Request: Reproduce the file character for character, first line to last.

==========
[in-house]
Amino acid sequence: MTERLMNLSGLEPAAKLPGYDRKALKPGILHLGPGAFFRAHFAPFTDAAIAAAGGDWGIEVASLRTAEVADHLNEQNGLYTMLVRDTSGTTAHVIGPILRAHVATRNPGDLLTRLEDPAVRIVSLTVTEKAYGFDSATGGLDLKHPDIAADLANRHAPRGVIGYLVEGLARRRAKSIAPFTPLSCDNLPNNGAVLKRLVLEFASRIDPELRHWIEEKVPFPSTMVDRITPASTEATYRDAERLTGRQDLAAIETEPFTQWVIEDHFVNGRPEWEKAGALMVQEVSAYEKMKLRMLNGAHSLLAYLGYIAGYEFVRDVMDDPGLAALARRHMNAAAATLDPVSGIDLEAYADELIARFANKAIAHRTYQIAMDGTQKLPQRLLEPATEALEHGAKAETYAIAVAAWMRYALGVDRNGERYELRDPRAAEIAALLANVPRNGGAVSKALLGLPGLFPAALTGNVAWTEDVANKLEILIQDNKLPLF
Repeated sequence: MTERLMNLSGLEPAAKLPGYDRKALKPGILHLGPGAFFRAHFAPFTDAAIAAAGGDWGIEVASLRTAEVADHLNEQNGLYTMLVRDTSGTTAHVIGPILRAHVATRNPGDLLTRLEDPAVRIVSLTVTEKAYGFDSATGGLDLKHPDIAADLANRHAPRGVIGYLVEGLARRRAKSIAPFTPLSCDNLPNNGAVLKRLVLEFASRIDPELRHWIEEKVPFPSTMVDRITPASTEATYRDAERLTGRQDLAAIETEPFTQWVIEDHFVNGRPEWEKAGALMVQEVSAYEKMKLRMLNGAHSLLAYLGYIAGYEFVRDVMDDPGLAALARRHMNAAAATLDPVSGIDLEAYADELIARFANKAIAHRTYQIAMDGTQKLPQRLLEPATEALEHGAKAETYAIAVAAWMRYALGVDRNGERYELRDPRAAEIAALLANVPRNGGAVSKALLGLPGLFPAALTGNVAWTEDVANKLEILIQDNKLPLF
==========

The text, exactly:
[in-house]
Amino acid sequence: MTERLMNLSGLEPAAKLPGYDRKALKPGILHLGPGAFFRAHFAPFTDAAIAAAGGDWGIEVASLRTAEVADHLNEQNGLYTMLVRDTSGTTAHVIGPILRAHVATRNPGDLLTRLEDPAVRIVSLTVTEKAYGFDSATGGLDLKHPDIAADLANRHAPRGVIGYLVEGLARRRAKSIAPFTPLSCDNLPNNGAVLKRLVLEFASRIDPELRHWIEEKVPFPSTMVDRITPASTEATYRDAERLTGRQDLAAIETEPFTQWVIEDHFVNGRPEWEKAGALMVQEVSAYEKMKLRMLNGAHSLLAYLGYIAGYEFVRDVMDDPGLAALARRHMNAAAATLDPVSGIDLEAYADELIARFANKAIAHRTYQIAMDGTQKLPQRLLEPATEALEHGAKAETYAIAVAAWMRYALGVDRNGERYELRDPRAAEIAALLANVPRNGGAVSKALLGLPGLFPAALTGNVAWTEDVANKLEILIQDNKLPLF
Repeated sequence: MTERLMNLSGLEPAAKLPGYDRKALKPGILHLGPGAFFRAHFAPFTDAAIAAAGGDWGIEVASLRTAEVADHLNEQNGLYTMLVRDTSGTTAHVIGPILRAHVATRNPGDLLTRLEDPAVRIVSLTVTEKAYGFDSATGGLDLKHPDIAADLANRHAPRGVIGYLVEGLARRRAKSIAPFTPLSCDNLPNNGAVLKRLVLEFASRIDPELRHWIEEKVPFPSTMVDRITPASTEATYRDAERLTGRQDLAAIETEPFTQWVIEDHFVNGRPEWEKAGALMVQEVSAYEKMKLRMLNGAHSLLAYLGYIAGYEFVRDVMDDPGLAALARRHMNAAAATLDPVSGIDLEAYADELIARFANKAIAHRTYQIAMDGTQKLPQRLLEPATEALEHGAKAETYAIAVAAWMRYALGVDRNGERYELRDPRAAEIAALLANVPRNGGAVSKALLGLPGLFPAALTGNVAWTEDVANKLEILIQDNKLPLF